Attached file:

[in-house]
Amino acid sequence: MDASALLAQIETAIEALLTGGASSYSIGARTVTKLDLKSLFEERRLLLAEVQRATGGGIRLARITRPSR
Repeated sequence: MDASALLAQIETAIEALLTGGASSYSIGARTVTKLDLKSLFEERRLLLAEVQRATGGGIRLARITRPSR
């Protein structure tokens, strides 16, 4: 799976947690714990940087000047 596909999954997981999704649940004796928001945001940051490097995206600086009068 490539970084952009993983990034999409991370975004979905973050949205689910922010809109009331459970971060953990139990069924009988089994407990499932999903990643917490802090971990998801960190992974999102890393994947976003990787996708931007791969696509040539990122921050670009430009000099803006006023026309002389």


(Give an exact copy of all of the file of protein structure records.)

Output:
[in-house]
Amino acid sequence: MDASALLAQIETAIEALLTGGASSYSIGARTVTKLDLKSLFEERRLLLAEVQRATGGGIRLARITRPSR
Repeated sequence: MDASALLAQIETAIEALLTGGASSYSIGARTVTKLDLKSLFEERRLLLAEVQRATGGGIRLARITRPSR
């Protein structure tokens, strides 16, 4: 799976947690714990940087000047 596909999954997981999704649940004796928001945001940051490097995206600086009068 490539970084952009993983990034999409991370975004979905973050949205689910922010809109009331459970971060953990139990069924009988089994407990499932999903990643917490802090971990998801960190992974999102890393994947976003990787996708931007791969696509040539990122921050670009430009000099803006006023026309002389």